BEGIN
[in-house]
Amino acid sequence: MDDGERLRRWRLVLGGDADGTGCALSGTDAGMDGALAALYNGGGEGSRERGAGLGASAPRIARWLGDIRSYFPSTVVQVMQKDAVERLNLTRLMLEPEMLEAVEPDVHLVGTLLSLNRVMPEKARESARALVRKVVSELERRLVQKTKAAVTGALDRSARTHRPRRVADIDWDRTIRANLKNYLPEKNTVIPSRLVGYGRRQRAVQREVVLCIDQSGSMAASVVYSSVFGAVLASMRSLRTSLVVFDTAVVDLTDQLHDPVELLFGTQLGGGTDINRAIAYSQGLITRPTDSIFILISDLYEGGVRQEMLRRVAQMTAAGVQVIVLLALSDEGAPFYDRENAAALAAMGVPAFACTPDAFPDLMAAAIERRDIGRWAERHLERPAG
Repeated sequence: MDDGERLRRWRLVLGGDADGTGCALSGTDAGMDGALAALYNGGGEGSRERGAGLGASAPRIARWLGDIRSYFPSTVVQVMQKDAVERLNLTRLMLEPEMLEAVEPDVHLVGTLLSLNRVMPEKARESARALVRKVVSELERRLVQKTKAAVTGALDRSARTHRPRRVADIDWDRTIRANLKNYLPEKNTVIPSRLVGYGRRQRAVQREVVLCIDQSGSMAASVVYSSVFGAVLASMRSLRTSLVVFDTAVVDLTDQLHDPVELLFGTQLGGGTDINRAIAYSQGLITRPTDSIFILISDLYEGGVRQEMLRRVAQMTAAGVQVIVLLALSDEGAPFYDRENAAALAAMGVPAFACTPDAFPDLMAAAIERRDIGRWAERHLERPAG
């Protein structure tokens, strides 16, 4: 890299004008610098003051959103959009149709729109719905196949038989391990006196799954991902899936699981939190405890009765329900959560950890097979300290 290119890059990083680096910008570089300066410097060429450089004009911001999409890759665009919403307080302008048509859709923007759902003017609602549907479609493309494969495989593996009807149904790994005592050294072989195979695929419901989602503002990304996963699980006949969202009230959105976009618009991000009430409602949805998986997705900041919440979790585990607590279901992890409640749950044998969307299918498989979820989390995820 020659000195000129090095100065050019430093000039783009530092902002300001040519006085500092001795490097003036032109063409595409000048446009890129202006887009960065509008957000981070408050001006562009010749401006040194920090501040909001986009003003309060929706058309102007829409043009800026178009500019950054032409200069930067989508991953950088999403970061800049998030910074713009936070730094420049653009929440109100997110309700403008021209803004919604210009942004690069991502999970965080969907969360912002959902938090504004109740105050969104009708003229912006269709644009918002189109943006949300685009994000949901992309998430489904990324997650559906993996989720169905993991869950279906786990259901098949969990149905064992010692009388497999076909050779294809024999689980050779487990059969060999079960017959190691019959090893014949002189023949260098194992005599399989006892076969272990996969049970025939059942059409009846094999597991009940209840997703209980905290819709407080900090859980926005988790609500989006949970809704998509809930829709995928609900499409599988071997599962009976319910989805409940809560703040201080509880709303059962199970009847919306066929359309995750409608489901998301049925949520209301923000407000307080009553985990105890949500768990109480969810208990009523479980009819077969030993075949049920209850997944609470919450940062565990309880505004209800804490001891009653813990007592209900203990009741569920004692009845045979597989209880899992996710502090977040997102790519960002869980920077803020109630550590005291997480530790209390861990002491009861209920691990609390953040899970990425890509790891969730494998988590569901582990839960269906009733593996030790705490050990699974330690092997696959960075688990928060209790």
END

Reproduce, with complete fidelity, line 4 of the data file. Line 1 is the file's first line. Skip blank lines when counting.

């Protein structure tokens, strides 16, 4: 890299004008610098003051959103959009149709729109719905196949038989391990006196799954991902899936699981939190405890009765329900959560950890097979300290 290119890059990083680096910008570089300066410097060429450089004009911001999409890759665009919403307080302008048509859709923007759902003017609602549907479609493309494969495989593996009807149904790994005592050294072989195979695929419901989602503002990304996963699980006949969202009230959105976009618009991000009430409602949805998986997705900041919440979790585990607590279901992890409640749950044998969307299918498989979820989390995820 020659000195000129090095100065050019430093000039783009530092902002300001040519006085500092001795490097003036032109063409595409000048446009890129202006887009960065509008957000981070408050001006562009010749401006040194920090501040909001986009003003309060929706058309102007829409043009800026178009500019950054032409200069930067989508991953950088999403970061800049998030910074713009936070730094420049653009929440109100997110309700403008021209803004919604210009942004690069991502999970965080969907969360912002959902938090504004109740105050969104009708003229912006269709644009918002189109943006949300685009994000949901992309998430489904990324997650559906993996989720169905993991869950279906786990259901098949969990149905064992010692009388497999076909050779294809024999689980050779487990059969060999079960017959190691019959090893014949002189023949260098194992005599399989006892076969272990996969049970025939059942059409009846094999597991009940209840997703209980905290819709407080900090859980926005988790609500989006949970809704998509809930829709995928609900499409599988071997599962009976319910989805409940809560703040201080509880709303059962199970009847919306066929359309995750409608489901998301049925949520209301923000407000307080009553985990105890949500768990109480969810208990009523479980009819077969030993075949049920209850997944609470919450940062565990309880505004209800804490001891009653813990007592209900203990009741569920004692009845045979597989209880899992996710502090977040997102790519960002869980920077803020109630550590005291997480530790209390861990002491009861209920691990609390953040899970990425890509790891969730494998988590569901582990839960269906009733593996030790705490050990699974330690092997696959960075688990928060209790």